Decorin

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DCN
Protein DCN PDB 1xcd.png
Identifiers
Aliases DCN, Dcn, DC, DSPG2, PG40, PGII, PGS2, SLRR1B, mDcn, CSCD, decorin
External IDs MGI: 94872 HomoloGene: 22430 GeneCards: DCN
Gene location (Human)
Chromosome 12 (human)
Chr. Chromosome 12 (human)[1]
Chromosome 12 (human)
Genomic location for DCN
Genomic location for DCN
Band 12q21.33 Start 91,140,484 bp[1]
End 91,183,123 bp[1]
RNA expression pattern
PBB GE DCN 201893 x at fs.png

PBB GE DCN 211813 x at fs.png

PBB GE DCN 209335 at fs.png
More reference expression data
Orthologs
Species Human Mouse
Entrez
Ensembl
UniProt
RefSeq (mRNA)

NM_001190451
NM_007833

RefSeq (protein)

NP_001177380
NP_031859

Location (UCSC) Chr 12: 91.14 – 91.18 Mb Chr 12: 97.48 – 97.52 Mb
PubMed search [3] [4]
Wikidata
View/Edit Human View/Edit Mouse

Decorin is a protein that in humans is encoded by the DCN gene.

Decorin is a proteoglycan that is on average 90 - 140 kilodaltons (kDa) in molecular weight. It belongs to the small leucine-rich proteoglycan (SLRP) family and consists of a protein core containing leucine repeats with a glycosaminoglycan (GAG) chain consisting of either chondroitin sulfate (CS) or dermatan sulfate (DS).

Decorin is a small cellular or pericellular matrix proteoglycan and is closely related in structure to biglycan protein. Decorin and biglycan are thought to be the result of a gene duplication. This protein is a component of connective tissue, binds to type I collagen fibrils, and plays a role in matrix assembly.[5]

Naming[edit]

Decorin's name is a derivative of both the fact that it "decorates" collagen type I, and that it interacts with the "d" and "e" bands of fibrils of this collagen.

Function[edit]

Decorin appears to influence fibrillogenesis, and also interacts with fibronectin, thrombospondin, the complement component C1q, epidermal growth factor receptor (EGFR) and transforming growth factor-beta (TGF-beta).

Decorin has been shown to either enhance or inhibit the activity of TGF-beta 1. The primary function of decorin involves regulation during the cell cycle.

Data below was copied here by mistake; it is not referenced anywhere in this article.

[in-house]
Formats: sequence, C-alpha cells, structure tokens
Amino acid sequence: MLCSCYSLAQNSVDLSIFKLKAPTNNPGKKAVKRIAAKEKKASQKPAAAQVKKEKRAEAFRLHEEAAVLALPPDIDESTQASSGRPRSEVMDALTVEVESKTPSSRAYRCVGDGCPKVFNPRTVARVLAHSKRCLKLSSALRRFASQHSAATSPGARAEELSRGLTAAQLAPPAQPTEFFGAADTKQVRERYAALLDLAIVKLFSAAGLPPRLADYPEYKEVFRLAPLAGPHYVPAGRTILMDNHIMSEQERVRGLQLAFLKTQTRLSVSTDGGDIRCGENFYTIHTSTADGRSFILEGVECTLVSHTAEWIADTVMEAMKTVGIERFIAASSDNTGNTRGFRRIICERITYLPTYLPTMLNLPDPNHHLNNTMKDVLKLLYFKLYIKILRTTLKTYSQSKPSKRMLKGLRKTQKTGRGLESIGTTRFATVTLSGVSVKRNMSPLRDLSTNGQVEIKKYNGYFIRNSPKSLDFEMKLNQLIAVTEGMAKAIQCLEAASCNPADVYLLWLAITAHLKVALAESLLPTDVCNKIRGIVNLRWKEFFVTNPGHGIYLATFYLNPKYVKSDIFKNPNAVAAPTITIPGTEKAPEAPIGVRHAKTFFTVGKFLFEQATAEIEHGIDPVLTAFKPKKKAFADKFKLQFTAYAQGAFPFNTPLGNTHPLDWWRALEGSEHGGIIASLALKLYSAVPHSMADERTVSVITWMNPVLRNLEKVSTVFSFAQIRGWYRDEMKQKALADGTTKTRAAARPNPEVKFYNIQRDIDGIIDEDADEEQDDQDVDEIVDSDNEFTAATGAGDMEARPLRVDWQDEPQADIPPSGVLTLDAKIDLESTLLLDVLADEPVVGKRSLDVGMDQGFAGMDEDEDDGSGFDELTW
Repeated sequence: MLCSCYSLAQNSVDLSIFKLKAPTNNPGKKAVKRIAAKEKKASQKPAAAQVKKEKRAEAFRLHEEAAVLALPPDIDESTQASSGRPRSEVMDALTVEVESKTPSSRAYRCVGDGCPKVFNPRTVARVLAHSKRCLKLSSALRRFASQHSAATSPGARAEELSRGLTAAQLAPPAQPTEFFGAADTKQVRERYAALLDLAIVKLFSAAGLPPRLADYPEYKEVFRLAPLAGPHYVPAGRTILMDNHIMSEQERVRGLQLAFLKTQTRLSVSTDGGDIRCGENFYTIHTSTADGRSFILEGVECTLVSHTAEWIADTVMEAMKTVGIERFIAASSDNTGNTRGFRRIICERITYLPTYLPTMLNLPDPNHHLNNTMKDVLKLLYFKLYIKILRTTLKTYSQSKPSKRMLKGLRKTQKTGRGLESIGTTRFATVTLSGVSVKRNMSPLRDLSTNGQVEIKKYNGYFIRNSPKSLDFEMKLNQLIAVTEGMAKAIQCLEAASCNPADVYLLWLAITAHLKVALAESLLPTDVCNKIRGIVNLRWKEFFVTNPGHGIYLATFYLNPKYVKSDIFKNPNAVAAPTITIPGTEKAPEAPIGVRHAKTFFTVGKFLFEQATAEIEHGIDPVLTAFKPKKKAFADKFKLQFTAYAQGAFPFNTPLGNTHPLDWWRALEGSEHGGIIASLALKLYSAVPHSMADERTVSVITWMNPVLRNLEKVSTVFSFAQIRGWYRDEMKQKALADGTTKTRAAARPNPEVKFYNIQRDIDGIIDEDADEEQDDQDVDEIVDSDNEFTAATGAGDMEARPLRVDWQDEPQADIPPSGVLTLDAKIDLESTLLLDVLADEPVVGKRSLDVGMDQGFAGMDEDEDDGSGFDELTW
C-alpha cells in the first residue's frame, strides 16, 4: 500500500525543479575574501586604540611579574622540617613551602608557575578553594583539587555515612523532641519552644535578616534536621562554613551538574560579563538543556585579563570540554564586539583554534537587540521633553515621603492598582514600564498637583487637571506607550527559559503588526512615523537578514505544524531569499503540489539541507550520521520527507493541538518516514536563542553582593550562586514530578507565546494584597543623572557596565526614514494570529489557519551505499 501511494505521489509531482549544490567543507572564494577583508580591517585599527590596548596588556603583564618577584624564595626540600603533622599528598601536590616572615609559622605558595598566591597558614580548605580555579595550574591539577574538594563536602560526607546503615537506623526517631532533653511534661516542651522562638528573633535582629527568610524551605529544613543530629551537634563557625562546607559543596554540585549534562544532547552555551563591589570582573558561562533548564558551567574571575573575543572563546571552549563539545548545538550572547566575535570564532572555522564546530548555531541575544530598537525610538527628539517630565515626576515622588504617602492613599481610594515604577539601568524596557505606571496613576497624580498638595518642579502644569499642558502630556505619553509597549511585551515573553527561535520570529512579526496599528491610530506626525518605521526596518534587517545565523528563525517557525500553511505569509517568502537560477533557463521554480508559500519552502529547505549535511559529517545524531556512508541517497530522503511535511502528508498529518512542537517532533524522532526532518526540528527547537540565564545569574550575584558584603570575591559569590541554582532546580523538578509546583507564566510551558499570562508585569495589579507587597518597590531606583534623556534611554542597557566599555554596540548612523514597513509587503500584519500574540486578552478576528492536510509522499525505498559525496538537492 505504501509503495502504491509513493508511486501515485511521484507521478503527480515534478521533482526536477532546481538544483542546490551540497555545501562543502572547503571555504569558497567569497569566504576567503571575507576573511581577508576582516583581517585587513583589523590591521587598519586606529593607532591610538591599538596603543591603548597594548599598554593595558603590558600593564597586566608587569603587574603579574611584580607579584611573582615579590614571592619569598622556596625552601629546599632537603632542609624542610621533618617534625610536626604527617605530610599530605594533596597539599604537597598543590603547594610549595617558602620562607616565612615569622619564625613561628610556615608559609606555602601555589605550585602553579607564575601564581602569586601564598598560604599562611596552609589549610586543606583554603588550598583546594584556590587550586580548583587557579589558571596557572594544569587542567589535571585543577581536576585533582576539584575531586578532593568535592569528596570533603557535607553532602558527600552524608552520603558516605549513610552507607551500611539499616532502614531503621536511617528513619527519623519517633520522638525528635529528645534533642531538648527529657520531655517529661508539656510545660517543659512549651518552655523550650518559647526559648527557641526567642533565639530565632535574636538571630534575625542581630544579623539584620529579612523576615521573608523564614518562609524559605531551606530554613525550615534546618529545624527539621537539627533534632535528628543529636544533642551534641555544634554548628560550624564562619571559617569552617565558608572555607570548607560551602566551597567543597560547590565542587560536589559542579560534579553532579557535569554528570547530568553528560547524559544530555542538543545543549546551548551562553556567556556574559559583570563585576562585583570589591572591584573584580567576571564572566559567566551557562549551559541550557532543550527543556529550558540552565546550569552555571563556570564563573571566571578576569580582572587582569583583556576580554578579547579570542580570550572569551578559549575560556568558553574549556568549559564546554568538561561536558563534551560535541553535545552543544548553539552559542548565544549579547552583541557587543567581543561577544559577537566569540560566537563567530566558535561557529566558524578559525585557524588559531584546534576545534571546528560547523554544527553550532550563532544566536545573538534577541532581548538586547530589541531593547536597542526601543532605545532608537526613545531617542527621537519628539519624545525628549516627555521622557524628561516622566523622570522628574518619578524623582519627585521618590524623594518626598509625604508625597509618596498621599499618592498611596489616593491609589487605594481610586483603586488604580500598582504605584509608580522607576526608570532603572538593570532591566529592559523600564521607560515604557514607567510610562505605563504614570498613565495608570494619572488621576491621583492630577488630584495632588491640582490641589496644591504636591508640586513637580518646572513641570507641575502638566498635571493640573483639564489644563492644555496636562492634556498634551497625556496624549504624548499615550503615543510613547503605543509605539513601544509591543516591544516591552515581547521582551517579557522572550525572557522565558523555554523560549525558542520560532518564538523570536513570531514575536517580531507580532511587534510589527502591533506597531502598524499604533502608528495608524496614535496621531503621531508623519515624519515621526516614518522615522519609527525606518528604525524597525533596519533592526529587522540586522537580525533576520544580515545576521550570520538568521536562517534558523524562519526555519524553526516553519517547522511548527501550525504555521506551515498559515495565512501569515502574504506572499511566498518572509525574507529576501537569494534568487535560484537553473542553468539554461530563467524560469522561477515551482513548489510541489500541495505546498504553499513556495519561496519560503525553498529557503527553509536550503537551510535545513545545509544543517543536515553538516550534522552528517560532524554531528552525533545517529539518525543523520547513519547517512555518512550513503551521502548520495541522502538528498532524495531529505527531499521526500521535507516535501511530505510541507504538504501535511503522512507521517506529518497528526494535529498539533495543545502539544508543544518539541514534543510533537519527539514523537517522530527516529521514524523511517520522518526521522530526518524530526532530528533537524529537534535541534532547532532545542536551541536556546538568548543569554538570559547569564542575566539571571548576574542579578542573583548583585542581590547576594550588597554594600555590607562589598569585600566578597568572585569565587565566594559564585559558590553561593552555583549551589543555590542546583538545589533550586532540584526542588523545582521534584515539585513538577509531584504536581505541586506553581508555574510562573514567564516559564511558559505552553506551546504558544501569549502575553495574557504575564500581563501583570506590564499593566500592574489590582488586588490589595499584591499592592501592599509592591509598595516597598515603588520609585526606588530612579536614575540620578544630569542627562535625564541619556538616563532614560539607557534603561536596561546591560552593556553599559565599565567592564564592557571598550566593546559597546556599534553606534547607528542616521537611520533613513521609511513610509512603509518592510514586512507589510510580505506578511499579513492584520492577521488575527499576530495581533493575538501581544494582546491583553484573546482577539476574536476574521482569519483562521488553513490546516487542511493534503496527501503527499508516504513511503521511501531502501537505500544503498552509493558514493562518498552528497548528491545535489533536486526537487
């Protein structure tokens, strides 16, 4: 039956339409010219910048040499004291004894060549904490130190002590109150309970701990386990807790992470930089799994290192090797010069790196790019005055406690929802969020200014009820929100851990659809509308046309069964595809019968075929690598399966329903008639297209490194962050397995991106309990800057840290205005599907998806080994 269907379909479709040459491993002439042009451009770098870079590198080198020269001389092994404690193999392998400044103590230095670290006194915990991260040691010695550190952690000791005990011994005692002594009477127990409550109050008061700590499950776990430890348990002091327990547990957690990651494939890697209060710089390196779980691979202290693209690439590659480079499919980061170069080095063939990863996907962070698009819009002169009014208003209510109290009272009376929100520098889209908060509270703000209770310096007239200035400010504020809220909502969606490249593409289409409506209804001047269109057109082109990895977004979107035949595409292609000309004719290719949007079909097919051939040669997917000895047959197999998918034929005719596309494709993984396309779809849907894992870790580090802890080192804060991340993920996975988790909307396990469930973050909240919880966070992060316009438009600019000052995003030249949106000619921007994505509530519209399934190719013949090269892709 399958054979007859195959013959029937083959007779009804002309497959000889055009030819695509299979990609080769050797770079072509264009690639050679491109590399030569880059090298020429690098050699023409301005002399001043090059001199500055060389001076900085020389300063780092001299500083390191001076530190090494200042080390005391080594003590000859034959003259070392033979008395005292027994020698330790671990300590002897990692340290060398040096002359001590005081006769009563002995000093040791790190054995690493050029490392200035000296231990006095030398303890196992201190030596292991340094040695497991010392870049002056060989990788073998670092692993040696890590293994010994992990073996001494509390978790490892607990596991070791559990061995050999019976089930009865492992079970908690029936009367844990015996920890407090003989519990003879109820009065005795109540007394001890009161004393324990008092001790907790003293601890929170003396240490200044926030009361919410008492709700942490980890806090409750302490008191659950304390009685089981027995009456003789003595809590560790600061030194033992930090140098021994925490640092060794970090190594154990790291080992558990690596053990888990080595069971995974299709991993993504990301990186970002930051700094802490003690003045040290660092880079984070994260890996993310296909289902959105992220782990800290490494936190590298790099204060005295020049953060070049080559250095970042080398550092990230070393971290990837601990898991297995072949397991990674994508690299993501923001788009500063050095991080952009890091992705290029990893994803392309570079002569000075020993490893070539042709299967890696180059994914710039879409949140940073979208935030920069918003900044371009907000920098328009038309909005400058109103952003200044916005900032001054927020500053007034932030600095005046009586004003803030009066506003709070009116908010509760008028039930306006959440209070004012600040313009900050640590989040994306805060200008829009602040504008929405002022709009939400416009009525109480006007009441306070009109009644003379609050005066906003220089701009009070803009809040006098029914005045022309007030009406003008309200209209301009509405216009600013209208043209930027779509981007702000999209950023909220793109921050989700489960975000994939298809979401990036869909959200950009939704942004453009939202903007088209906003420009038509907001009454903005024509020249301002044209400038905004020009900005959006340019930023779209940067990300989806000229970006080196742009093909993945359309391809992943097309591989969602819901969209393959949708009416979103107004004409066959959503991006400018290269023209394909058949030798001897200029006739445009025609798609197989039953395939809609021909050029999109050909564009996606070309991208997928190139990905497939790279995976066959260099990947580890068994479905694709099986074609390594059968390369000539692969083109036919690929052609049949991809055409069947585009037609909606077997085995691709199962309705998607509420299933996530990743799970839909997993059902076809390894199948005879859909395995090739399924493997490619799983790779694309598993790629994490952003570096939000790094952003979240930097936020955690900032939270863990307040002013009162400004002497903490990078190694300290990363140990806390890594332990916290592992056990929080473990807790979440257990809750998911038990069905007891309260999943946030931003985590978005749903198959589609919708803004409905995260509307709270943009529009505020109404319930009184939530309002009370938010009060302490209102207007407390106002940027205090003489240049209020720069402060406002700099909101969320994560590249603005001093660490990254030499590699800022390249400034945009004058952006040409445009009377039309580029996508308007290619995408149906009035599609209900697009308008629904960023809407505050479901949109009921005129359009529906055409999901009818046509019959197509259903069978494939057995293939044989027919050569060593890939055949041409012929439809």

It has been involved in the regulation of autophagy, of endothelial cell and inhibits angiogenesis. This process is mediated by a high-affinity interaction with VEGFR2 ( vascular endothelial growth factor receptor) which leads to increased levels of tumor suppressor gene called PEG3.[6] Other angiogenic growth factors that decorin inhibits are angiopoietin, hepatocyte growth factor (HGF) and platelet-derived growth factor (PDGF).[7]

Decorin has recently been established as a myokine. In this role, it promotes muscle hypertrophy by binding with myostatin.[8]

Clinical signifiance[edit]

Keloid scars have decreased decorin expression compared to healthy skin.[9]

Animal studies[edit]

Infusion of decorin into experimental rodent spinal cord injuries has been shown to suppress scar formation and promote axon growth.

Decorin has been shown to have anti-tumorigenic properties in an experimental murine tumor model and is capable of suppressing the growth of various tumor cell lines. There are multiple alternatively spliced transcript variants known for the decorin gene. Mutations in the decorin gene are associated with congenital stromal corneal dystrophy.[5]

Interactions[edit]

Decorin has been shown to interact with:

References[edit]

  1. ^ a b c GRCh38: Ensembl release 89: ENSG00000011465 - Ensembl, May 2017
  2. ^ a b c GRCm38: Ensembl release 89: ENSMUSG00000019929 - Ensembl, May 2017
  3. ^ "Human PubMed Reference:". 
  4. ^ "Mouse PubMed Reference:". 
  5. ^ a b "Entrez Gene: DCN decorin". 
  6. ^ Buraschi S, Neill T, Goyal A, Poluzzi C, Smythies J, Owens RT, Schaefer L, Torres A, Iozzo RV (Jul 2013). "Decorin causes autophagy in endothelial cells via Peg3". Proceedings of the National Academy of Sciences of the United States of America. 110 (28): E2582–91. doi:10.1073/pnas.1305732110. PMC 3710796Freely accessible. PMID 23798385. 
  7. ^ Järveläinen H, Sainio A, Wight TN (Apr 2015). "Pivotal role for decorin in angiogenesis". Matrix Biology. 43: 15–26. doi:10.1016/j.matbio.2015.01.023. PMC 4560244Freely accessible. PMID 25661523. 
  8. ^ Kanzleiter, T; Rath, M; Görgens, SW; Jensen, J; Tangen, DS; Kolnes, AJ; Kolnes, KJ; Lee, S; Eckel, J; Schürmann, A; Eckardt, K (2014). "The myokine decorin is regulated by contraction and involved in muscle hypertrophy". Biochem Biophys Res Commun. 450: 1089–1094. doi:10.1016/j.bbrc.2014.06.123. PMID 24996176. 
  9. ^ Jumper N, Paus R, Bayat A (Sep 2015). "Functional histopathology of keloid disease". Histology and Histopathology. 30 (9): 1033–57. doi:10.14670/HH-11-624. PMID 25900252. 
  10. ^ a b Schönherr E, Broszat M, Brandan E, Bruckner P, Kresse H (Jul 1998). "Decorin core protein fragment Leu155-Val260 interacts with TGF-beta but does not compete for decorin binding to type I collagen". Archives of Biochemistry and Biophysics. 355 (2): 241–8. doi:10.1006/abbi.1998.0720. PMID 9675033. 
  11. ^ Santra M, Reed CC, Iozzo RV (Sep 2002). "Decorin binds to a narrow region of the epidermal growth factor (EGF) receptor, partially overlapping but distinct from the EGF-binding epitope". The Journal of Biological Chemistry. 277 (38): 35671–81. doi:10.1074/jbc.M205317200. PMID 12105206. 
  12. ^ Iozzo RV, Moscatello DK, McQuillan DJ, Eichstetter I (Feb 1999). "Decorin is a biological ligand for the epidermal growth factor receptor". The Journal of Biological Chemistry. 274 (8): 4489–92. doi:10.1074/jbc.274.8.4489. PMID 9988678. 
  13. ^ Hildebrand A, Romarís M, Rasmussen LM, Heinegård D, Twardzik DR, Border WA, Ruoslahti E (Sep 1994). "Interaction of the small interstitial proteoglycans biglycan, decorin and fibromodulin with transforming growth factor beta". The Biochemical Journal. 302 (2): 527–34. doi:10.1042/bj3020527. PMC 1137259Freely accessible. PMID 8093006.